Criminal penalties for unlawfully manufacturing or distributing fentanyl – a prescription opioid found to be up to 50 times more powerful than heroin – would be doubled under legislation sponsored by Senator Jim Holzapfel (R-Ocean.) The bill, S-1026, has been advanced by the Senate Health Committee.
Sen. Jim Holzapfel’s bill would double criminal penalties for unlawfully manufacturing or fentanyl, a drug 50 times more powerful than heroin. (Wikimedia Commons)
“Fentanyl was first put on the market to help terminal patients cope with severe, end of life pain but now, officials are reporting that it’s in almost every pack of heroin found in Ocean County,” Senator Holzapfel said. “We have to do everything we can to deter criminals from dispensing or manufacturing this deadly drug. The penalties for committing these crimes must, at the very least, match those for dealing heroin or cocaine.”
In New Jersey, overdose deaths attributed to fentanyl tripled in 2014. Fentanyl is odorless, colorless and nearly impossible to detect, compounding the risk for users who are unaware that heroin is now often laced with the far more powerful substance.
Unlawfully manufacturing or distributing fentanyl is currently classified as a second degree offense, while penalties for producing or dealing heroin or cocaine are more severe.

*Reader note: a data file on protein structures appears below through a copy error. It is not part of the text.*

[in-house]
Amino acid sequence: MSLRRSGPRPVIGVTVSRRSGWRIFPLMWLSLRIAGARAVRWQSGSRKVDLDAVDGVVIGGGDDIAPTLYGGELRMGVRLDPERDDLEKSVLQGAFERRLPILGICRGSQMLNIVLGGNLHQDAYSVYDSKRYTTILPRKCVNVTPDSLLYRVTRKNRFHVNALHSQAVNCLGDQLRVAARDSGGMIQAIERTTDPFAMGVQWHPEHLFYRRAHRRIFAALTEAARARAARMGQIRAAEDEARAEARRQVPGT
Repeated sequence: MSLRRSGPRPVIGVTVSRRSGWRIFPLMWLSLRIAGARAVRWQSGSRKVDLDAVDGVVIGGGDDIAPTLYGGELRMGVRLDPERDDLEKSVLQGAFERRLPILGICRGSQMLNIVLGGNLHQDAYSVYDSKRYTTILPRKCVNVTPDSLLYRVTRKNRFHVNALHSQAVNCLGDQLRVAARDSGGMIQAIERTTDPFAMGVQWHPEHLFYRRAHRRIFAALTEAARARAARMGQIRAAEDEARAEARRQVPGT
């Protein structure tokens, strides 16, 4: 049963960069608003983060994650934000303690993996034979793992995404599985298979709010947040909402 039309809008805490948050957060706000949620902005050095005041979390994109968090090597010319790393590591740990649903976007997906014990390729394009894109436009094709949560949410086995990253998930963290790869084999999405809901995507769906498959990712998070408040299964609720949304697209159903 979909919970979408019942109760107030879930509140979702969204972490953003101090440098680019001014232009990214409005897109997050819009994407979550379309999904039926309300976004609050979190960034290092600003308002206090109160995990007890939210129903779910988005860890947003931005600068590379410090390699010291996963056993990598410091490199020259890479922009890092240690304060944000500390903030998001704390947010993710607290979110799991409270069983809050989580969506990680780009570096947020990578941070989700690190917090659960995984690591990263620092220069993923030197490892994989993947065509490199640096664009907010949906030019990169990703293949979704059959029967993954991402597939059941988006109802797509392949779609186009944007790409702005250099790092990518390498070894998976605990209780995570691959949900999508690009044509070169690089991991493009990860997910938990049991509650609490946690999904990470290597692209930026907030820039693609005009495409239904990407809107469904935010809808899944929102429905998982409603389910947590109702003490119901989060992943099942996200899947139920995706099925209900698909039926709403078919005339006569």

Sen. Holzapfel’s bill, S-1026, would establish unlawfully distributing, dispensing or manufacturing fentanyl as a first degree offense, doubling the maximum prison sentence from 10 to 20 years, with a mandatory minimum term of imprisonment of one-third to one-half of the sentence imposed. Those convicted of unlawfully producing or dispensing less than one ounce of fentanyl would also face larger fines.
The Assembly version of the bill is sponsored by fellow District 10 legislators, Assemblymen Greg McGuckin and Dave Wolfe.
“As a former Ocean County prosecutor, I have seen the toll the heroin epidemic has taken on local families,” Senator Holzapfel added. “The massive influx of fentanyl poses a new and dangerous threat to our community. Doubling maximum prison terms, increasing fines, and imposing mandatory sentences is the very least we can do to send a message to the fentanyl dealers and manufactures who insist on committing these crimes.”
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